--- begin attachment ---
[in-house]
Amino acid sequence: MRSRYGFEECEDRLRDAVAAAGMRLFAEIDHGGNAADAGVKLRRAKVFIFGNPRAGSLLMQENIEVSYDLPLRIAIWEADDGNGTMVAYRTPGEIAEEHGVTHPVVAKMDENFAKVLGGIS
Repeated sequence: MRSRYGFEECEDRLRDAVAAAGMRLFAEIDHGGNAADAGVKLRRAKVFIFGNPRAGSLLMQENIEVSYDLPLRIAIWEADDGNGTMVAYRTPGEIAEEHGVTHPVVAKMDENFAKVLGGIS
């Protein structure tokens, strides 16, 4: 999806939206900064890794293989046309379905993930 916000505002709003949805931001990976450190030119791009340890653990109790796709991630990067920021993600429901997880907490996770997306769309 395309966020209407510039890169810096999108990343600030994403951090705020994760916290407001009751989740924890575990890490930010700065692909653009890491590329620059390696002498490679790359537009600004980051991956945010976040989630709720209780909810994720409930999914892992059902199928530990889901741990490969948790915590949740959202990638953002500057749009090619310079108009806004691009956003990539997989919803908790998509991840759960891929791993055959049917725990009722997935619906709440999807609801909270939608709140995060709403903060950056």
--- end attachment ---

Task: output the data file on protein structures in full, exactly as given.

[in-house]
Amino acid sequence: MRSRYGFEECEDRLRDAVAAAGMRLFAEIDHGGNAADAGVKLRRAKVFIFGNPRAGSLLMQENIEVSYDLPLRIAIWEADDGNGTMVAYRTPGEIAEEHGVTHPVVAKMDENFAKVLGGIS
Repeated sequence: MRSRYGFEECEDRLRDAVAAAGMRLFAEIDHGGNAADAGVKLRRAKVFIFGNPRAGSLLMQENIEVSYDLPLRIAIWEADDGNGTMVAYRTPGEIAEEHGVTHPVVAKMDENFAKVLGGIS
């Protein structure tokens, strides 16, 4: 999806939206900064890794293989046309379905993930 916000505002709003949805931001990976450190030119791009340890653990109790796709991630990067920021993600429901997880907490996770997306769309 395309966020209407510039890169810096999108990343600030994403951090705020994760916290407001009751989740924890575990890490930010700065692909653009890491590329620059390696002498490679790359537009600004980051991956945010976040989630709720209780909810994720409930999914892992059902199928530990889901741990490969948790915590949740959202990638953002500057749009090619310079108009806004691009956003990539997989919803908790998509991840759960891929791993055959049917725990009722997935619906709440999807609801909270939608709140995060709403903060950056």